Treatment Plans

Asthma's Future

Although asthma is a disease that's been the target of billions of dollars of research and study, the problem on a macro scale continues to grow in the United States. Presently, more than 20 million people in the United States suffer from asthma, which represents a large growth in terms of the percentage of the population that deals with this disease every day. In fact, during the last 20 years, the prevalence of asthma has nearly doubled in number.

While this is a disturbing trend, it also helps medical researchers identify what course of study needs to grow with this number in order to work towards an eradication of the disease once and for all. In June of 2004, the National Heart, Lung and Blood Institute (NHLBI) held a working group session that helped to lay out the different areas of research that needed additional focus as asthma continues to be a problem. These areas appear below.

  1. Innate immunity, adaptive immunity, and tolerance – This aspect of study will center on what natural defense mechanisms in the body help to prevent and fight asthma, whether these defense mechanisms are adaptable and whether a human body can tolerate the presence of the disease.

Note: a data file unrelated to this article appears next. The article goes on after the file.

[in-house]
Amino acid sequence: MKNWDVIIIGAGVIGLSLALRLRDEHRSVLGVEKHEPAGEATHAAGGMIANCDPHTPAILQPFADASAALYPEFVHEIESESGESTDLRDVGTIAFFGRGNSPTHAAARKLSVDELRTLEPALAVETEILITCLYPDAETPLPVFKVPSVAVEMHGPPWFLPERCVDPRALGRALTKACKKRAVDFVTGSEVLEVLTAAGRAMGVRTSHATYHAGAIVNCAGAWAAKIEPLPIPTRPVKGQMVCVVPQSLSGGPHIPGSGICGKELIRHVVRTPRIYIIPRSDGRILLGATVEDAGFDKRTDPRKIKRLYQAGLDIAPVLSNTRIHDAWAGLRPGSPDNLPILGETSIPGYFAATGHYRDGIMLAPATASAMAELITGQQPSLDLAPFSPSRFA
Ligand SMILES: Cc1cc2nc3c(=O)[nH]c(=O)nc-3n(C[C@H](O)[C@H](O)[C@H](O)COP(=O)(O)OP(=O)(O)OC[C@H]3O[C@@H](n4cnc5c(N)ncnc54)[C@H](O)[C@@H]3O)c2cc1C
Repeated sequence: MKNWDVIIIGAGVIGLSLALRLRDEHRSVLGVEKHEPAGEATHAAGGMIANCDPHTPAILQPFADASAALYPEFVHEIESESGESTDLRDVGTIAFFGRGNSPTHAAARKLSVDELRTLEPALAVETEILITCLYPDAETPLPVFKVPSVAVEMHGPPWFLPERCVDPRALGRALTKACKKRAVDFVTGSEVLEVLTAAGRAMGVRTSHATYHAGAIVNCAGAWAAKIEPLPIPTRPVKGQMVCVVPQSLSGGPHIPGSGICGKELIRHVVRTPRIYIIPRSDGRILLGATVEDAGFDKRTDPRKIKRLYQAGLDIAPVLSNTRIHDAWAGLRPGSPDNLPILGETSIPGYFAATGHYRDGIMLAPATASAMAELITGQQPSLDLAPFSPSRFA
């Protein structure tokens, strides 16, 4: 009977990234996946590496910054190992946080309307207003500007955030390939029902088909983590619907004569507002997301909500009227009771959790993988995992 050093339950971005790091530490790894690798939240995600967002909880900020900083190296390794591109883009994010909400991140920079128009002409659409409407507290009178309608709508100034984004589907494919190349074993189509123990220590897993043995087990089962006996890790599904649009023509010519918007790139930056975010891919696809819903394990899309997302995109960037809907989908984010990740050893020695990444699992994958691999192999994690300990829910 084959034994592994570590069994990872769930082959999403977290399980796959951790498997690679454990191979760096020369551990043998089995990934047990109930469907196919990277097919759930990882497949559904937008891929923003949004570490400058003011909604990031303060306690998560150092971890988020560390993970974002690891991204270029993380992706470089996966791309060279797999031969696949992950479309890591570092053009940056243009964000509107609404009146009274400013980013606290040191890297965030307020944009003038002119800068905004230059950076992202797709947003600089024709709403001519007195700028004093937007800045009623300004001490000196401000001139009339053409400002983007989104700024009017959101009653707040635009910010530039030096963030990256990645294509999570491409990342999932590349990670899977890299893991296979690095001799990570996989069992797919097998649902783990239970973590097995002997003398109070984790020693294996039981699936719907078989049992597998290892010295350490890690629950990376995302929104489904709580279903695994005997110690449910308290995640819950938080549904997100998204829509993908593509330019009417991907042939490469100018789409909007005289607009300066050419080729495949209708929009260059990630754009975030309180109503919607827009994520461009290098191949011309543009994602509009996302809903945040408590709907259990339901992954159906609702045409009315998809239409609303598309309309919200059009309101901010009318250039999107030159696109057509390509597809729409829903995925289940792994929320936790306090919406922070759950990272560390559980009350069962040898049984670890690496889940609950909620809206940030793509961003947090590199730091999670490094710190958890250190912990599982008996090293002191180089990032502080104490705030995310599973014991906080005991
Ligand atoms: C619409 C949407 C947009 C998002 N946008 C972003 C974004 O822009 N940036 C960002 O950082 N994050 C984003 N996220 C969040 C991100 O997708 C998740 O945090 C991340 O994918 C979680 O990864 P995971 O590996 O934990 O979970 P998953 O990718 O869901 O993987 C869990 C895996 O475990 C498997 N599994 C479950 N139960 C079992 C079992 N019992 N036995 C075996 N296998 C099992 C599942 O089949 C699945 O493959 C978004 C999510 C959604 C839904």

2. Mechanisms and consequences of persistent asthma and asthma exacerbations – Researchers have been encouraged to study whether the presence of/exposure to certain microbes will lead to a persistence in asthma in patients.
  3. Airway remodeling: clinical consequences and reversibility – Surgical techniques will also be examined to find out if the disease can be minimized with structural changes.
  4. Genetics/gene–environment interactions, pharmacogenetics – While studies have shown promise in terms of finding genes that could be associated with the disease, researchers were encouraged to continue this course of study in an attempt to one day locate and identify a gene or group of genes that lead to the development of asthma.
  5. Intervention/prevention/therapeutics – Innumerable studies have already been done that have led to breakthroughs involving certain materials that lead to attacks, but more study is needed to expand the list of environments and materials that should be avoided.
  6. Vascular basis of asthma – It's already well–known that blood vessels are very relevant to asthma, as they help recruit inflammatory cells to the airway, which is the fundamental basis of an asthma attack. The group acknowledged, however, that much more learning is needed.

While this list may seem quite long and daunting, one should keep in mind that as recently as 20 years ago, almost none of these items were even identified for study. If science continues its current course, it is possible that asthma will one day be cured.